Hillary’s Move To The Right

If Hillary Clinton’s pandering and lies should allow her to win the Democratic nomination we could wind up in the unusual situation by modern standards that the Democrats have the more socially conservative candidate, as well as the candidate who comes closes to carrying on the Bush legacy. Michael Tomaskyhas also noticed the transformation of Hillary Clinton to the right wing:

Twice this week now, Hillary Clinton has stood there smiling like the Cheshire Cat as the governor of North Carolina used the word “pansy” and then as a union leader in the same state, who more famously referred to her “testicular fortitude”, went on to inveigh that Hillary was the only thing that stood between the good and God-fearing people of North Carolina and the “Gucci-wearing, latte-drinking, self-centred, egotistical people that have damaged our lifestyle.” Clinton, according to the report linked to here, “smiled sheepishly before breaking into a nervous laugh.”

As campaign moments go, these may not be up there with the Iraq-withdrawal debate or, Lord knows, truly important things like Barack Obama’s failure to wear a flag lapel pin. But they’re worth marking all the same.

These are explicitly right-wing tactics and talking points. Those of you across the pond may be unfamiliar with a very famous soundbite from the 2004 presidential campaign, which featured in a commercial that ran early that year in Iowa and was produced by the anti-tax group Club for Growth.

In the ad, a husband and wife discuss Howard Dean’s plan to repeal the Bush tax cuts. The happy couple join forces to say the following: ”Howard Dean should take his tax-hiking, government-expanding, latte-drinking, sushi-eating, Volvo-driving, New York Times-reading, body-piercing, Hollywood-loving, left-wing freak show back to Vermont, where it belongs.”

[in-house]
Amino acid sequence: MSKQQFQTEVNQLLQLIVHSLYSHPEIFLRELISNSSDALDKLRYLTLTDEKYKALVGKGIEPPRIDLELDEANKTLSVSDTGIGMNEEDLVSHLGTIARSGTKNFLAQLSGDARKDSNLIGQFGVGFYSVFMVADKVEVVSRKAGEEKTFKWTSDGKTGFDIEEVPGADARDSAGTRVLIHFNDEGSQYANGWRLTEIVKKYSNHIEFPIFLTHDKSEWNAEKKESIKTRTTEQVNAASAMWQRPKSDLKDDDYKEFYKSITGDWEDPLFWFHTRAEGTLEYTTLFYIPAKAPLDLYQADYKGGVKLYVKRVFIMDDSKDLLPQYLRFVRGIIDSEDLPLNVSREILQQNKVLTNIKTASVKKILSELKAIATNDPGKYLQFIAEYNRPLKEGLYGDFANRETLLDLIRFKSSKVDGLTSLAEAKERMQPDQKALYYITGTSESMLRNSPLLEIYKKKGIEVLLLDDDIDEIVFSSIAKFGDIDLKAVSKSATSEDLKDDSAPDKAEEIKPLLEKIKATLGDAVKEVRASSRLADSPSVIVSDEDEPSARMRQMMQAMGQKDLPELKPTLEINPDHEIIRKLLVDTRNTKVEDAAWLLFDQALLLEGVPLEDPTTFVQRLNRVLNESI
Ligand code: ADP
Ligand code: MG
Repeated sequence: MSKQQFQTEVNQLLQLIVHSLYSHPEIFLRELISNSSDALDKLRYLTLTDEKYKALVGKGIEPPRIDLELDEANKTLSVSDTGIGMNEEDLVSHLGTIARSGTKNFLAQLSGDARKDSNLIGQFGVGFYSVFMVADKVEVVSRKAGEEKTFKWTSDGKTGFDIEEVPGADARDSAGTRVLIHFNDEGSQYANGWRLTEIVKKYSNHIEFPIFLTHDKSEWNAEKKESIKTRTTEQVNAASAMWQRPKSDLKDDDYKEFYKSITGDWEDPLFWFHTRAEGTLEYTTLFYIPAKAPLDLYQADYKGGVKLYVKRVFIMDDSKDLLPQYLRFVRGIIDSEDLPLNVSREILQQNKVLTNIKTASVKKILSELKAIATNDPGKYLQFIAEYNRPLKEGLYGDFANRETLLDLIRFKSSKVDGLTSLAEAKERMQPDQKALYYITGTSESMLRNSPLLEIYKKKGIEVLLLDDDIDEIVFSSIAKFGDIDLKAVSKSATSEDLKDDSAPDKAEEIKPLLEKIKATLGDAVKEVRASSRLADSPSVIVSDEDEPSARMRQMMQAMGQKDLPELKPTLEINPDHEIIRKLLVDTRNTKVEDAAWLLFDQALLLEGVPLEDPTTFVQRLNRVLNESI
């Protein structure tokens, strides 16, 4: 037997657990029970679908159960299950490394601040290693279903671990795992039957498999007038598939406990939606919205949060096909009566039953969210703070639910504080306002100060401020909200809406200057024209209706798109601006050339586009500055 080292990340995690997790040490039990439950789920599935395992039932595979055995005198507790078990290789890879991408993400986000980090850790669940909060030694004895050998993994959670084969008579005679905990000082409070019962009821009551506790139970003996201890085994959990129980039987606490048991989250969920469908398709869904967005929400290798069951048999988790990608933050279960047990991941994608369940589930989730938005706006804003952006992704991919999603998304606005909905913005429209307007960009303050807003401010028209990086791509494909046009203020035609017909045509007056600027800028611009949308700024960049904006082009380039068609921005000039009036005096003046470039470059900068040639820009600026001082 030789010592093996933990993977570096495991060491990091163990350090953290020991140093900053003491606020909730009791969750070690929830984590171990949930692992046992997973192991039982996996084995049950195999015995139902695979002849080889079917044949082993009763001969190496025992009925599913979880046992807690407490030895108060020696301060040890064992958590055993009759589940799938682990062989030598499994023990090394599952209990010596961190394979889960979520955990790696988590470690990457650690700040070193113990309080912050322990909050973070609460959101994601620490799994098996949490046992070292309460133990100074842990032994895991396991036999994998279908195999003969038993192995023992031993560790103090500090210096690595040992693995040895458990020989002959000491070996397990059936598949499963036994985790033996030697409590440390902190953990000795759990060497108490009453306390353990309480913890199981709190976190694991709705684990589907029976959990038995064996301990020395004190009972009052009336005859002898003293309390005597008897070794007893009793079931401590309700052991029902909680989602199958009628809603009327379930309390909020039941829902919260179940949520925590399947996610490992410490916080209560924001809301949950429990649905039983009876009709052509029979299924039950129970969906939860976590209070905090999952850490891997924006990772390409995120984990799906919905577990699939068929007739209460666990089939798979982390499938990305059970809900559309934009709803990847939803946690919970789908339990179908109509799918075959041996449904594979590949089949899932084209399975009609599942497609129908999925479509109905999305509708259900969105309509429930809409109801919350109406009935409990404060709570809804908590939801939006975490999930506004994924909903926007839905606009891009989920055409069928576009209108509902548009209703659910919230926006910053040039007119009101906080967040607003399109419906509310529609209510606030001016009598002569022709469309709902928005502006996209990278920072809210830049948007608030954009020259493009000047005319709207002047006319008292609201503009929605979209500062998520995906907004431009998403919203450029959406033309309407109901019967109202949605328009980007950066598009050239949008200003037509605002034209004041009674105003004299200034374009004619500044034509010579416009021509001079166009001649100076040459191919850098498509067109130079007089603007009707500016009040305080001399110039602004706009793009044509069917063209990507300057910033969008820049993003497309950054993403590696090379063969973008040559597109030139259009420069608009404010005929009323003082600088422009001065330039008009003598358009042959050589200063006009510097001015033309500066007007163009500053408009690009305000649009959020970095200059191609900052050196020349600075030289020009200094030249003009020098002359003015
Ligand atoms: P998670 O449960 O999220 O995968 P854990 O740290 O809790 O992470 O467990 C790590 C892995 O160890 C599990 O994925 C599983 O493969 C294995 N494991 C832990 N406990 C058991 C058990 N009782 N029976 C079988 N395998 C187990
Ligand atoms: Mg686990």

It was garbage, but at least it stood to reason, under the logic of this country’s political climate, that a ferociously right-wing group (Club for Growth is known for finding even many Republicans to be “soft” on the tax question, backing right-wing anti-tax acolytes against a few Republican congressional incumbents) would employ such rhetoric against a liberal, Democratic candidate.

And now we are greeted by the spectacle of one Democratic campaign – no, not directly using, but getting a nice little happy kick out of seeing almost exactly the same rhetoric, right down to the choice of beverage, used against a fellow Democrat.

Clinton has had the opportunity to bring the campaign to a higher level, as Obama has done, but clearly chooses not to:

Clinton had the opportunity to say, during that ABC debate, something like: “You know, I don’t think the fact that Senator Obama served on a board will Bill Ayers some 25 years after the Weather Underground ceased to exist is relevant. Right-wing websites can traffic in that, and the mainstream media can if you want to. We Democrats don’t do that sort of thing.” But she piled on, even disingenuously implying that Ayers made comments “about” September 11 just because some remarks he’d made about his past happened to appear in the New York Times on September 11, 2001.

So, let Clinton revel in her incarnation as the sworn enemy of latte drinkers and Gucci wearers. If she somehow wins the nomination, it won’t last long. I expect the American people will be reminded of various episodes from her past that I won’t catalogue here because to do so would be to engage in the very kind of mud-slinging I’m rebuking.

And when they come up, those Gucci wearers and latte sippers will start looking better and better to Clinton and her backers. But don’t come crying to me.